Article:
Living Well with Autism: Beyond the Limitations
- 28 May 2015
- 08:00 - 13:30
- Manchester Conference Centre
In more recent times the learning disability and autism sector has deservedly been the focus of greater attention. With approximately 1.5 million people in the UK with a learning disability and 1% of the population with an autism spectrum condition it is a continuing process to make things better for those that are living with or affected by learning disability and/or autism.
Open Forum Events has and enviable reputation for hosting highly informative, practical and thought-provoking meetings, bringing together key stakeholders to discuss, debate and help formulate future policy and action.
The Learning Disabilities and Autism: Improving Care conference will be no exception in continuing to drive the agenda to improve lives.
There has been some significant activity and new developments in recent months and this conference, with the insightful contributions from the expert speakers, will provide delegates with updates on:
As we enter 2020 join us at the Learning Disabilities and Autism: Improving Care conference with the hope that by the end of the decade, if not sooner, inequalities will be a thing of the past for people with learning disability and/or autism.
In May 2019, NHS England announced an extra £5 million of funding specifically to care for people with a learning disability. The prime concerns include the scale of premature deaths of people with learning disabilities and/or autism, based on the latest data that has revealed that individuals are dying 25 years earlier than the general population. The NHS is committed to carrying out reviews improve care and take action nationally to tackle serious conditions.
To further enhance care and treatment, the Department of Health and Social Care has undergone a consultation focusing on specialist training for health and care professionals to better understand the needs of people and make the necessary adjustments to support them.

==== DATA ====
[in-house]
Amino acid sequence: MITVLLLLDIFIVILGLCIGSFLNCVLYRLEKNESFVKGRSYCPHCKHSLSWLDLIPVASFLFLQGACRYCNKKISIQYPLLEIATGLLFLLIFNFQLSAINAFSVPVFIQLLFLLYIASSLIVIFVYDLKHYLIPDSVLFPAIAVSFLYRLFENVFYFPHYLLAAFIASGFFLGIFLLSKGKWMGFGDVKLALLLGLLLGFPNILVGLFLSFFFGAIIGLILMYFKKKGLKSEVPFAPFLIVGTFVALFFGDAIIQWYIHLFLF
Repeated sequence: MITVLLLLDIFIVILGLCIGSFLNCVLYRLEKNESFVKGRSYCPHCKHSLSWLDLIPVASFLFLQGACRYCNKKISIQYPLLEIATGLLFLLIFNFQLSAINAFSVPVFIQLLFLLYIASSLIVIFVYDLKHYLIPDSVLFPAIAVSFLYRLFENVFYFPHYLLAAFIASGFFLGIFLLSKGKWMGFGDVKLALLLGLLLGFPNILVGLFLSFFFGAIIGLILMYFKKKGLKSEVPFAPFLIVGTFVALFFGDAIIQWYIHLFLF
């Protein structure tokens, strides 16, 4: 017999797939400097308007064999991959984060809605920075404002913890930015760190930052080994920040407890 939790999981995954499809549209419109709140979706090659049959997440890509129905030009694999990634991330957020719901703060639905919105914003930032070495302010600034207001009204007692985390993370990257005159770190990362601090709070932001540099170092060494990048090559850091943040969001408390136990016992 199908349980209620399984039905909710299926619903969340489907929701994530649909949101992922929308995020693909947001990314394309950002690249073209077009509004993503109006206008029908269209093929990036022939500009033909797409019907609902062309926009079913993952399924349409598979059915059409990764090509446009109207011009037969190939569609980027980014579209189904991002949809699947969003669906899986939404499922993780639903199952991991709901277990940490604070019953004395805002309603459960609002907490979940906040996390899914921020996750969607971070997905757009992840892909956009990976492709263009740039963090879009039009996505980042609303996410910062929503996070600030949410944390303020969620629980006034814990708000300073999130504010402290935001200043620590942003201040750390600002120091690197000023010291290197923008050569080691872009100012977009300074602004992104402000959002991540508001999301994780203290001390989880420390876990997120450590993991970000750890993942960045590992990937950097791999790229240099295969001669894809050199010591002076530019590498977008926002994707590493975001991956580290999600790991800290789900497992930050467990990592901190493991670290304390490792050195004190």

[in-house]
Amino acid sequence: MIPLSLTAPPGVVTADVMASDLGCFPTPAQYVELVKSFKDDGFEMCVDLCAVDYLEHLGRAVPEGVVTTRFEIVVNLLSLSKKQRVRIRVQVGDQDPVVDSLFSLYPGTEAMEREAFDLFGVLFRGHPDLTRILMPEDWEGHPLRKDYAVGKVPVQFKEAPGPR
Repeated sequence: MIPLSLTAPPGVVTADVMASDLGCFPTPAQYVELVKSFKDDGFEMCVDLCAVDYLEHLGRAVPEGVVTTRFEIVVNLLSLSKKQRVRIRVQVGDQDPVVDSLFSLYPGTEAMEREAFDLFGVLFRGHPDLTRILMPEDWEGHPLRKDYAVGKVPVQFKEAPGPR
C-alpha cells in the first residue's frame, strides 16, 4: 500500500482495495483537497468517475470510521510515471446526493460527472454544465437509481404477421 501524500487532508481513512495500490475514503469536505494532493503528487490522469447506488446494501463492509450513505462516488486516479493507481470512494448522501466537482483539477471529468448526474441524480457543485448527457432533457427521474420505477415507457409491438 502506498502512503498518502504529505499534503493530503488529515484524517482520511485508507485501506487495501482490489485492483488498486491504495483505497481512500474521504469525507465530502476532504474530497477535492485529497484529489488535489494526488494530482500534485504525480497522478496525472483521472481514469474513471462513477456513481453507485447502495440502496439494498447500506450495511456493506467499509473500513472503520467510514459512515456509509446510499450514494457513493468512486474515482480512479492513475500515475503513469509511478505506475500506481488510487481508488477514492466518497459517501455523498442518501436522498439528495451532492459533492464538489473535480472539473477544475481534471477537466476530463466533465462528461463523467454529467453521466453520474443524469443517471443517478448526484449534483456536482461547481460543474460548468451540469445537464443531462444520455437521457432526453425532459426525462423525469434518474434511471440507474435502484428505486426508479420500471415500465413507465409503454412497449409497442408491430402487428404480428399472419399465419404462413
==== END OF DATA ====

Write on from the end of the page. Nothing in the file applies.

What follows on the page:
A report by the Children’s Commissioner has revealed harrowing evidence of children, particularly those who are autistic or have a learning disability, being unnecessarily admitted to secure hospitals, some spending prolonged periods in these institutions, often a long way from home, family and friends. Some of the practices these children are subjected to are significantly disturbing with the report describing the use of restraint and seclusion. The Commissioner described these children as "some of the most vulnerable children of all, with very complex needs, growing up in institutions usually far away from their family home. For many of them this is a frightening and overwhelming experience. For many of their families it is a nightmare."
In another hospital report, undertaken by the CQC, it warns that patients with learning disabilities and autism are being let down by a ‘broken’. Prolonged segregation, wards unsuitable for autistic patients and a lack of training of staff were just some of the issues highlighted.
Within the community there are also situations that need to be overcome which include discrimination, prejudice and hate crime. The charity United Response has launched a campaign ‘Am I Your Problem’ to challenge the general public to consider the harm they may be inflicting on people with learning disabilities and autism through their actions and behaviour.
Prejudicial attitudes can also be a factor in social withdrawal, leading to feelings of loneliness and isolation. One scheme to try and combat this is fronted by Ambitions about Autism. Young people form the charity have launched a new resource to help other young autistic people to access youth groups and after school activities.
Other positive action to improve people’s situations is the continuing STOMP programme dedicated to reducing the use of psychotic medication to treat challenging behaviour. The use of technology is also a force for good and can support people to access the care they need, remain as independent as possible and help connect to social networks.